Process Is The Pillar That Forms The Backbone of Your Cybersecurity

Last week, we talked about the first of the three pillars of cybersecurity—the importance of having the right people in place and the proper training to ensure they can help protect your cybersecurity. But without the correct processes, procedures, and frameworks, you have no foundation to train those people. Processes provide your organization with a concrete way to implement the level of cybersecurity you need.

What Does Process Mean?

Think of the process as the why, how, and when of cybersecurity. They lead to developing and implementing the procedures and frameworks that will provide you with a robust approach to your cybersecurity. The ideal cybersecurity setup will include processes to help you:

  • Identify and assess vulnerabilities in your cybersecurity, your level of risk, and potential threats.
  • Protect your digital assets by developing and implementing the proper safeguards to minimize risk and reduce vulnerabilities.
  • Detect cybersecurity incidents promptly by applying the appropriate techniques to identify a potential event.
  • Respond to a cybersecurity incident to adequately contain the event’s impact.
  • Recover from a cybersecurity incident by restoring services and capabilities, learning from the event, and developing plans to increase cybersecurity resilience.

Four Factors to Effective Process

Four key factors must be present for the process to be as effective as possible. The methods you develop and each of these four parts must be reviewed regularly to ensure they remain at peak effectiveness.

Management Systems

To develop, implement, and maintain proper processes, you need an appropriate management system. From the top down, each person in your company must have a solid grasp of their responsibilities and duties concerning cybersecurity. Each person should understand that cybersecurity is everyone’s responsibility. This aspect of the process is directly connected to the People pillar.

Governance

Governance is all about strategy. In this case, your strategy is to minimize the risk of unauthorized access to your network and systems. At the root of governance is enterprise risk management (ERM), which is the strategy you develop to identify, assess, and prepare for events that can cause harm to your organization’s operational objectives.

This includes planning for potential cybersecurity threats, assessing vulnerabilities, and determining how much they could cause and how to mitigate them. Proper governance will ensure that your employees, executives, departments, and other business units will work together to protect your digital assets, prevent data loss, and ensure the organization’s reputation remains intact.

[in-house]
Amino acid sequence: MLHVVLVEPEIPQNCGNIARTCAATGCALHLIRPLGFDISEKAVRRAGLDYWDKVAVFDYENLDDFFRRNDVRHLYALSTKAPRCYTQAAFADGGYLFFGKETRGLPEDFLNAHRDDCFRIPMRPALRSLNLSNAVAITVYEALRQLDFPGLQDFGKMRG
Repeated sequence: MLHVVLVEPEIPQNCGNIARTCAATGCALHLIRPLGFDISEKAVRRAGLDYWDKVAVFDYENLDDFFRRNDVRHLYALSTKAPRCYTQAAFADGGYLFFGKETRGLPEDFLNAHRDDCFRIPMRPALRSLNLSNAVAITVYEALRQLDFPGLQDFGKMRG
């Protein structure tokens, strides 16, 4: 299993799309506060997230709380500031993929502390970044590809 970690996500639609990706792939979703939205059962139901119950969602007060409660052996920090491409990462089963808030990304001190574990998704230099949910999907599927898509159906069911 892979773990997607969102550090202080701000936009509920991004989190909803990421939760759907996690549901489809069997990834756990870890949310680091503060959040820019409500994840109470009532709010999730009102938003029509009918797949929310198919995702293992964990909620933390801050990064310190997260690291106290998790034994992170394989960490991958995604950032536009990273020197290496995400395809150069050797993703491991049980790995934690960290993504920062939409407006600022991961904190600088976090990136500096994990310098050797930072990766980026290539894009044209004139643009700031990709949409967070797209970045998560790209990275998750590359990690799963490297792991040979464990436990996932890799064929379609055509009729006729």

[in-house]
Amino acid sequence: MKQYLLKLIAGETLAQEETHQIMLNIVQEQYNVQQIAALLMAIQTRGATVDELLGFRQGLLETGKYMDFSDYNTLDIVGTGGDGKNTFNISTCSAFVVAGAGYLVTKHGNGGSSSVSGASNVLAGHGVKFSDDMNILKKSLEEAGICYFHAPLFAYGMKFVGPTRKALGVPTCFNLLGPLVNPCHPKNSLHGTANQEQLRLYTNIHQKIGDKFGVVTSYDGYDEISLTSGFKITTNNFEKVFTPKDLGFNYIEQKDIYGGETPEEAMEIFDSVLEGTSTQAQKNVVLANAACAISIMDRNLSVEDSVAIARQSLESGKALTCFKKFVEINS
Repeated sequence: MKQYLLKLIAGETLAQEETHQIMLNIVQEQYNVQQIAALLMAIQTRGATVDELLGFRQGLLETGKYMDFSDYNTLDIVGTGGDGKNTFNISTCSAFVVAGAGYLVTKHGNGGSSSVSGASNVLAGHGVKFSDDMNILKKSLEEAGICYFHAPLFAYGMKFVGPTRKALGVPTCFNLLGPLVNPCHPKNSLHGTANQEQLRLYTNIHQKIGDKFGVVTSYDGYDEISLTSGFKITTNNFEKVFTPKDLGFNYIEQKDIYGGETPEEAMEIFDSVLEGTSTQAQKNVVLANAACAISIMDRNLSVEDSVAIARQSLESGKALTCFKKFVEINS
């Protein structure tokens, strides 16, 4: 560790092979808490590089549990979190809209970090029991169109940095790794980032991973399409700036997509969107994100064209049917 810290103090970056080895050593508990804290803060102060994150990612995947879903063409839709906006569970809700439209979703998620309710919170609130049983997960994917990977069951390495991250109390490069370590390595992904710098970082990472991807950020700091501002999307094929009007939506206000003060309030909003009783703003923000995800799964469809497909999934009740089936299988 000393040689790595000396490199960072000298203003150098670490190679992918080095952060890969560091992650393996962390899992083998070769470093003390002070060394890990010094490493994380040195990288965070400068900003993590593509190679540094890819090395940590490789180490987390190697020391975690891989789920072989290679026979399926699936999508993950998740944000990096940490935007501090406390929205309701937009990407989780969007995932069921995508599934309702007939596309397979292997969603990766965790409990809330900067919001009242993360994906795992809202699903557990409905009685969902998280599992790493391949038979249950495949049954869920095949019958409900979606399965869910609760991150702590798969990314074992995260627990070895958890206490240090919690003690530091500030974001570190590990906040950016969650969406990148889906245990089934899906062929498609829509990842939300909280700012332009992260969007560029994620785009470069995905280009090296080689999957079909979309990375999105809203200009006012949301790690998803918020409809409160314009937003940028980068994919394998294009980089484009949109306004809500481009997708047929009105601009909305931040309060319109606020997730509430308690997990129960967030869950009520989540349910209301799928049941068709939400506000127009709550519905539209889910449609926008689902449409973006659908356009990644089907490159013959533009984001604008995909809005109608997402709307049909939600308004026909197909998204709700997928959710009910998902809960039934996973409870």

Vision and Operations

The policies you create and implement will provide a link between your company’s vision and daily operations. The goal of each policy you put into place is to identify activities and provide strategies to deal with situations as they happen, including cybersecurity issues. Policies guide employees in making decisions within certain limits and based on a selection of alternatives.

Procedures are also relevant here. They provide a set of instructions or plan of action to follow to implement a policy. The procedures you put in place should establish clear boundaries and job responsibilities, making it easier for management to control incidents and avoid mistakes.

Third-party Management

This final part ensures your cybersecurity extends to the third parties or vendors you work with. When you take on a new third-party partner, you must ensure their cybersecurity is at the same level as yours. If not, you risk attackers entering your network by hacking your vendor.

Final Word on Process

Developing, implementing, and maintaining the most effective processes is complex and time-consuming. However, it is necessary for your digital assets’ safety and ongoing compliance. With this in mind, your processes should:

  • Consider external and internal risks, with a strategy in place to deal with external attacks and threats.
  • Be both proactive and reactive in their approach to cybersecurity situations, with proactive processes designed to prevent attacks and reactive processes designed to provide a roadmap for responding to and recovering from an attack.

If you run a larger company, you may have the resources to hire an in-house cybersecurity team that can effectively develop and implement the proper processes to provide you with a robust approach to cybersecurity. If you are a small- to mid-sized company without the resources to hire your team, you can outsource some or all of your process development to a managed IT security service.

The next installment in the three pillars of cybersecurity will cover the Technology aspect of your protection. In the meantime, reach out to Platinum Technologies today to learn about how we can help you develop and implement effective processes designed to enhance your cybersecurity.

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